There are also other extraskeletal manifestations of MAS such as renal phosphate wasting syndrome, Cushing syndrome, and acromegaly. Renal phosphate wasting syndrome occurs as a result FGF-23 mediated hypophosphatemia. In the current study, though the child had hypophosphatemia, it was not possible to determine the urine excretion of phosphorus and creatinine and to make a conclusion. The adrenal involvement in patients with MAS results in hypercortisolism, which occurs exclusively in the first year of life. But in the current patient, the serum cortisol level was normal, and there was no history of adrenal involvement during infancy. Though IGF-1 was not determined, there were no clinical findings suggestive of acromegaly. In summary, as patients with MAS have multiorgan involvement, they should be screened systematically for potential tissues involvement [5, 6].

Because of the rarity of the condition, the child was diagnosed late. This puts her in severe morbidity as it was also seen in another case report from Africa [18].

5. Conclusion

MAS in our patient involved multiple organs mirroring previous reports. As the syndrome has wide spectrum manifestations, systematic screening is crucial. The condition requires multidisciplinary approach and regular follow-up in order to minimize severe complications. This case report urges health professionals to move from organ specific to overall patient approach in order to make appropriate disease diagnosis and timely patient care.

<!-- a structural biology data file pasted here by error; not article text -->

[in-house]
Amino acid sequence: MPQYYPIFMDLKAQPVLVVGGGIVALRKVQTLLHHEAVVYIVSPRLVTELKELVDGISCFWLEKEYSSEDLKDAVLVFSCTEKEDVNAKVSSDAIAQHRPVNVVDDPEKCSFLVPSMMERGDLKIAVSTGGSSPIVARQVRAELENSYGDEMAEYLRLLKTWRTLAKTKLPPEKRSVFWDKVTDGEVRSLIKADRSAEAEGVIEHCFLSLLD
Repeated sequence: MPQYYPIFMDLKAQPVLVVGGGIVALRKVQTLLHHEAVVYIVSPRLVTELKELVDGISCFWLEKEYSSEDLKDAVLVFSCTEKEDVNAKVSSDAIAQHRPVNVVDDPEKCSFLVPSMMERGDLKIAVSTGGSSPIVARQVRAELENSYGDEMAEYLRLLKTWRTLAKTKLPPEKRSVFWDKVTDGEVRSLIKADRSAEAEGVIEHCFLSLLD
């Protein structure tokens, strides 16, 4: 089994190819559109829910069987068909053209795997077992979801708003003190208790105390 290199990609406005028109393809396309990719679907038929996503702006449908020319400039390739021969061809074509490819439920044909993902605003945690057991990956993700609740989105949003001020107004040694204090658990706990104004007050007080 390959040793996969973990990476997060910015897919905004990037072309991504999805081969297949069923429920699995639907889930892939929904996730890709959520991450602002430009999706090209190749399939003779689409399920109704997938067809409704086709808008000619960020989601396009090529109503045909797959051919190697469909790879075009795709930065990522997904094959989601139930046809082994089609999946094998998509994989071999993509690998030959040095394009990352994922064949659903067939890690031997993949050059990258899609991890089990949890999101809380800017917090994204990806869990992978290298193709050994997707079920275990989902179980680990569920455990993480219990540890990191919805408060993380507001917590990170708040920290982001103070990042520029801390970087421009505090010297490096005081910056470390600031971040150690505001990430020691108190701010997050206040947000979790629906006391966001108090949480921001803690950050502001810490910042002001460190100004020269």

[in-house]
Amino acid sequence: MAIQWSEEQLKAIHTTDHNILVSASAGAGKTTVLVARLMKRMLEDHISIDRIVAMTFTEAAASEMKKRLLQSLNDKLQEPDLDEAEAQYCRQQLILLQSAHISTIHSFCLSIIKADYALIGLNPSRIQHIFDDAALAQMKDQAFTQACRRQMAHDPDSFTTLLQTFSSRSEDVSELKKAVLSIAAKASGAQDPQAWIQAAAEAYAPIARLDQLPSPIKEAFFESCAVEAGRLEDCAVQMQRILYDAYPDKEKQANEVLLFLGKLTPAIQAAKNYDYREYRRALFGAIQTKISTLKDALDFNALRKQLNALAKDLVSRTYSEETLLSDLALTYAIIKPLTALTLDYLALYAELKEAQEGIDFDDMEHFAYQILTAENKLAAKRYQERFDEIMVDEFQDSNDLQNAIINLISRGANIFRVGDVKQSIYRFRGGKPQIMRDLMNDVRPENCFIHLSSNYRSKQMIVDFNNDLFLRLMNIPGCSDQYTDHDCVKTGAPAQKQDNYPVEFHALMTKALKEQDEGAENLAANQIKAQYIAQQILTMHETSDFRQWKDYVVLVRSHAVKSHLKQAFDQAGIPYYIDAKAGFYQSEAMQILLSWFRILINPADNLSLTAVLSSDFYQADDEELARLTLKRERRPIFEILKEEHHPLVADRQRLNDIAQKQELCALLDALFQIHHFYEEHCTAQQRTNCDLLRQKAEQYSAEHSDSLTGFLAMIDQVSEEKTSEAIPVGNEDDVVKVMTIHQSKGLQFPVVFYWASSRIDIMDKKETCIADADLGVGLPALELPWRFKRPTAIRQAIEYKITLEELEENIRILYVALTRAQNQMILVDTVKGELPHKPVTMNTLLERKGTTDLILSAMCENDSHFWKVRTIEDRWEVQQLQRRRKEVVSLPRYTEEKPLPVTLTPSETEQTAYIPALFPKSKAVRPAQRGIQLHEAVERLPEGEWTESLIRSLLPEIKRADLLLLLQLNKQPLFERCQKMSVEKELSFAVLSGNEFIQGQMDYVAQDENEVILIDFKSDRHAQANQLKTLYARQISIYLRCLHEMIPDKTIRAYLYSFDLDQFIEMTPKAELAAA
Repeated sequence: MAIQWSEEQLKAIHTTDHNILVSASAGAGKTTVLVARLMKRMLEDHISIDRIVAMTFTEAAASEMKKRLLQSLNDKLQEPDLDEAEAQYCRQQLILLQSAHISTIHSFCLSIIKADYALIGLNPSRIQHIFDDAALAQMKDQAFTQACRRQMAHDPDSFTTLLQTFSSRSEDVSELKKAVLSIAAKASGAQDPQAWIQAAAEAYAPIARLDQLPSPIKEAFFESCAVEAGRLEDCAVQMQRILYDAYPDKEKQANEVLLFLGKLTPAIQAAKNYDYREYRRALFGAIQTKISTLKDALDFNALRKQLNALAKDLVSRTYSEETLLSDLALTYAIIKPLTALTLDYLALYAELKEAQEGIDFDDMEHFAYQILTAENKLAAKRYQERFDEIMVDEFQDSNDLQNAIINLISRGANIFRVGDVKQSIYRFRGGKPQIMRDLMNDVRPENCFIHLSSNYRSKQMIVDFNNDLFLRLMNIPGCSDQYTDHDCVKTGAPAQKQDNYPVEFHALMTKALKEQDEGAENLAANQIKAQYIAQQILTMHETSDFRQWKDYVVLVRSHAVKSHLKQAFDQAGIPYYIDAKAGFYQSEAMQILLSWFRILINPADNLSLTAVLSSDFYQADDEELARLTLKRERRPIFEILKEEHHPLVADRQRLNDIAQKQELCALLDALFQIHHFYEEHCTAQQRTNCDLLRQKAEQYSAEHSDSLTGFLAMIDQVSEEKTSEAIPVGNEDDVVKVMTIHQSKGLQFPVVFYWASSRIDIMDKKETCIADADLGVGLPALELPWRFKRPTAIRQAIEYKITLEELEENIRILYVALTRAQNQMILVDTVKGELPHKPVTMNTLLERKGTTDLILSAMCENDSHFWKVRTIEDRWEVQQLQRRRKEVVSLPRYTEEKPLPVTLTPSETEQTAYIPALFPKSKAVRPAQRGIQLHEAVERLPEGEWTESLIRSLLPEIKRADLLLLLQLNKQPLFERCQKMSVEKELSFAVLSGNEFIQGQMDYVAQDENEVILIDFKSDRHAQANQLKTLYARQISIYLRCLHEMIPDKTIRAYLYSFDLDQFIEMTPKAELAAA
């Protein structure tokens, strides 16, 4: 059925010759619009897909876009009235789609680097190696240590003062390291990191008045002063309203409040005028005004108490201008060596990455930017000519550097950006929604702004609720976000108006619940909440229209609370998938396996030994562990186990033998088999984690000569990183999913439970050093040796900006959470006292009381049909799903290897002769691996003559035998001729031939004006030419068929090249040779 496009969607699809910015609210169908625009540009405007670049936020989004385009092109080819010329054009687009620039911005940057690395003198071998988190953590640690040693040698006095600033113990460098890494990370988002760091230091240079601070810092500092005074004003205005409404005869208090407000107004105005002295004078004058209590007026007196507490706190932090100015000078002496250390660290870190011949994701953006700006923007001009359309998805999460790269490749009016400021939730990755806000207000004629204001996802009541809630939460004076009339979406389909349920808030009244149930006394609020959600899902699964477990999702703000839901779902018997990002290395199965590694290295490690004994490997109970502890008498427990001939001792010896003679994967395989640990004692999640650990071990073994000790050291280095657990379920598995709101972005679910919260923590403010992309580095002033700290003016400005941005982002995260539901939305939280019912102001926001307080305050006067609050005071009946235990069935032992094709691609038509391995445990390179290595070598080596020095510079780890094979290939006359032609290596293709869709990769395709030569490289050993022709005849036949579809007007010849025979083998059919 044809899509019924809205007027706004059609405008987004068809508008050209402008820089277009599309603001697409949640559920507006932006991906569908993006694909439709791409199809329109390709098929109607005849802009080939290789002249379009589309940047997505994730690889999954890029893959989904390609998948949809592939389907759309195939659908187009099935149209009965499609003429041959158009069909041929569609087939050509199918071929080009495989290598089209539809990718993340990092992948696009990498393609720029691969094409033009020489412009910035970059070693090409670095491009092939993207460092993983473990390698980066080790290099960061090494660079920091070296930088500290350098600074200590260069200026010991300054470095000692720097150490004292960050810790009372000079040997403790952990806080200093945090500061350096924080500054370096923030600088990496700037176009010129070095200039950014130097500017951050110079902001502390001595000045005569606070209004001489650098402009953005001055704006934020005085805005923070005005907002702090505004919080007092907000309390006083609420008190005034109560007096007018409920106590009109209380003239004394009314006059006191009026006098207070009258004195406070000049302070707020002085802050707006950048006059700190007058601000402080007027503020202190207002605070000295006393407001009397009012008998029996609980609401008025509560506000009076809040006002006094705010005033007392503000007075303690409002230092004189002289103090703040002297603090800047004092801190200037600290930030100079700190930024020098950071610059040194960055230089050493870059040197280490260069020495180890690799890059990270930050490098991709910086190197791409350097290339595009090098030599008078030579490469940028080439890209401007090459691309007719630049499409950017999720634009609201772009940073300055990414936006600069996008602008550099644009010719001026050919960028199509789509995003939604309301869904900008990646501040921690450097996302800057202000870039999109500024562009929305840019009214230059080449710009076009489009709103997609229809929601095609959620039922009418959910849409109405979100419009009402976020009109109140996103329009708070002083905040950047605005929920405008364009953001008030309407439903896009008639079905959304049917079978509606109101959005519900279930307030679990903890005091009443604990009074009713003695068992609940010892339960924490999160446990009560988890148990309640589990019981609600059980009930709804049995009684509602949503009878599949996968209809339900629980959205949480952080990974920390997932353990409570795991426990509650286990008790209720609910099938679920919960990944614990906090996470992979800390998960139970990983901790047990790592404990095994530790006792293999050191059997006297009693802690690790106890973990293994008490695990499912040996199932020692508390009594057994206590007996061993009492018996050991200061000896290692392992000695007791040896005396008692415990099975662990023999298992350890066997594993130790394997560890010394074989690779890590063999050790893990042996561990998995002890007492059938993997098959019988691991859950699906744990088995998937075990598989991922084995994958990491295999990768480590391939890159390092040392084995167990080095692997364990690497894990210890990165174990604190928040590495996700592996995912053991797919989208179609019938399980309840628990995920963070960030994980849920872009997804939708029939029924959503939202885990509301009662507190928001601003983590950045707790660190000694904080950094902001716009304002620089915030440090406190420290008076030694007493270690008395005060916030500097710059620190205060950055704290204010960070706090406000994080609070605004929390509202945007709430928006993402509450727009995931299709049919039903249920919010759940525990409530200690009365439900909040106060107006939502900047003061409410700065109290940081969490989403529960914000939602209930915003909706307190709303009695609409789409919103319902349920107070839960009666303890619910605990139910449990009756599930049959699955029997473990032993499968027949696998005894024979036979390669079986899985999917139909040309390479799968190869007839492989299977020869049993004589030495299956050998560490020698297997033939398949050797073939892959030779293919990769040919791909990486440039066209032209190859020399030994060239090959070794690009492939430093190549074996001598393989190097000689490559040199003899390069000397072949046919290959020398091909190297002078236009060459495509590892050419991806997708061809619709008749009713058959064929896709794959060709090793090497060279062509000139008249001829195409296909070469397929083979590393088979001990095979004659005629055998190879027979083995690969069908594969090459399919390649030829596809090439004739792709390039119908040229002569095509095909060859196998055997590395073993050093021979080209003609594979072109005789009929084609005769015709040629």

ASD:Atrial septal defect
CAL:Café au lait
GNAS:Guanine nucleotide-binding protein alpha stimulating
Gsα:Alpha subunit of a stimulatory G-protein
cAMP:Cyclic adenosine monophosphate
FD:Fibrous dysplasia
FSH:Follicular stimulating hormone
LH:Luteinizing hormone
MAS:McCune-Albright syndrome
POP:Plaster of Paris
PP:Precocious puberty
SPHMMC:Saint Paul’s Hospital Millennium Medical College
TFT:Thyroid function test
TSH:Thyroid stimulating hormone.

Data Availability

The data used to support this study are included within the article.

Written consent for the publication of the personal data as well as photographs included in the study is obtained from her parent.

Conflicts of Interest

The authors declare that they have no conflicts of interest.

Authors’ Contributions

SD wrote the case summary and drafted the manuscript and BF gave the concept and design of the research study, reviewed the manuscript critically, and upgraded the manuscript. Both authors read and approved the manuscript.


The authors sincerely thank the child and the parents. The authors would also like to thank Dr. Alemayahu Bedane and Dr. Bethelhem Birihanu from the radiology department for their contribution on commenting the radiologic images and Ms. Netsanet Tekalign for organizing the images.